About 50 percent of the profit generated by the average business comes from a core group of repeat customers. If you’re expanding the scope of your brand or entertaining other strategies to attract new business, maybe you should at least consider refocusing your efforts inward. Business strategists are quick to say that it’s harder to get a new customer than to keep an existing one, and even though the notion of brand loyalty has taken a hit in recent years, developing your existing customer base makes good sense.

Cultivating Your Existing Customer Base

The idea of making the most of an existing customer list isn’t new. It’s what rewards programs are all about. In fact, rewards programs are an excellent example of a strategy that encourages existing customers to buy more while making them feel connected to your business or products. This “connectedness” works for you in a number of ways. It brings customers back again and again, netting you additional revenue. It entices them to buy more in order to reach a specific plateau you set, becoming eligible for prizes and other perks. It also discourages customers from shopping the competition. The customer gets something, and so do you.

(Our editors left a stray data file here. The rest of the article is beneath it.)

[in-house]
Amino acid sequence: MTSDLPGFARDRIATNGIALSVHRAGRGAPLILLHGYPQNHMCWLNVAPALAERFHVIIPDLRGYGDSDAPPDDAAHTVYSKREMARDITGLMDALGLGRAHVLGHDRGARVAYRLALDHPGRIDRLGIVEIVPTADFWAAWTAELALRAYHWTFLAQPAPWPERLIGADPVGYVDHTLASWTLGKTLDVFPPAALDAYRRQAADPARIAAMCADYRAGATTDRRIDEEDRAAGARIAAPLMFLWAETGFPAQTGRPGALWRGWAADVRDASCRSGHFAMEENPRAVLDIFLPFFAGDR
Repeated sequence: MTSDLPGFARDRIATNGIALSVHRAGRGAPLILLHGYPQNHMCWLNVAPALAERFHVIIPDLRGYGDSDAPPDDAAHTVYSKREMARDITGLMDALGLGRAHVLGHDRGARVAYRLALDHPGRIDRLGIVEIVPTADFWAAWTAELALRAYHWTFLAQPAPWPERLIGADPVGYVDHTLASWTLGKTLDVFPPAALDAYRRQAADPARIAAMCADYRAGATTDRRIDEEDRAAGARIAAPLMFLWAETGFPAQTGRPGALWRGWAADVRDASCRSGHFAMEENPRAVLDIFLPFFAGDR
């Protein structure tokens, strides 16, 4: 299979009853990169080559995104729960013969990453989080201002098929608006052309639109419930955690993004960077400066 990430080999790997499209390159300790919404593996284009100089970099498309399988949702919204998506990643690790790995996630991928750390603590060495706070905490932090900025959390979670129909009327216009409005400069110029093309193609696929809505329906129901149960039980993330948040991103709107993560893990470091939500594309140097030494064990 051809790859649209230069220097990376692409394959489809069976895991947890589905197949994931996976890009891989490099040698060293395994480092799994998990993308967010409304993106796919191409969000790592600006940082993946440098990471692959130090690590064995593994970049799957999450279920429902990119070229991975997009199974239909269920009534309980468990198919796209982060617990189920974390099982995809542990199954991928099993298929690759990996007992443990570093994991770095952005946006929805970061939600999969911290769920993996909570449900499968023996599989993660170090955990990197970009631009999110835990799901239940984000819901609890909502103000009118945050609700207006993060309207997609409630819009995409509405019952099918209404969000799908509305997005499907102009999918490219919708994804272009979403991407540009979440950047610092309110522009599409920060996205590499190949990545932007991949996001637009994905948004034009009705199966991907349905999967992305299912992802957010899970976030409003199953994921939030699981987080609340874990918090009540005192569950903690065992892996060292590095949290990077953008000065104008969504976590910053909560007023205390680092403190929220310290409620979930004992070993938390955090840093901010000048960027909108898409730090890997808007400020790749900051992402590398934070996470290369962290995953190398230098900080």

It’s no mistake that key chains across the U.S. are sporting discount swipe cards (rewards cards) for everything from groceries to gasoline. Rewards programs can be structured a number of ways, too. You can opt for instant register discounts, mail in discounts, store “bucks,” prizes, and even discounts at venues like car washes or movie theaters.

There are other advantages to rewards programs: As you start to accumulate intelligence about the buying habits and hot buttons of your best customers, you’ll be able to target promotions to those key areas. Instead of casting as wide a net as you would to attract new business, you can hone and cultivate the customers you have today. Better yet, the lessons you learn from your efforts can help you market better in the future — to both new and existing customers.

Here’s another point to consider. Satisfied customers are effective referrers, promoting your goods and services to their colleagues and friends. You can’t buy that kind of rock solid marketing, but you can earn it by providing reliable products and investing in exemplary customer service. In this economy, your goods may not sell themselves, but your satisfied customers can help sell them for you. They’re the voting majority you want on your side because they vote with their wallets and endorsements.

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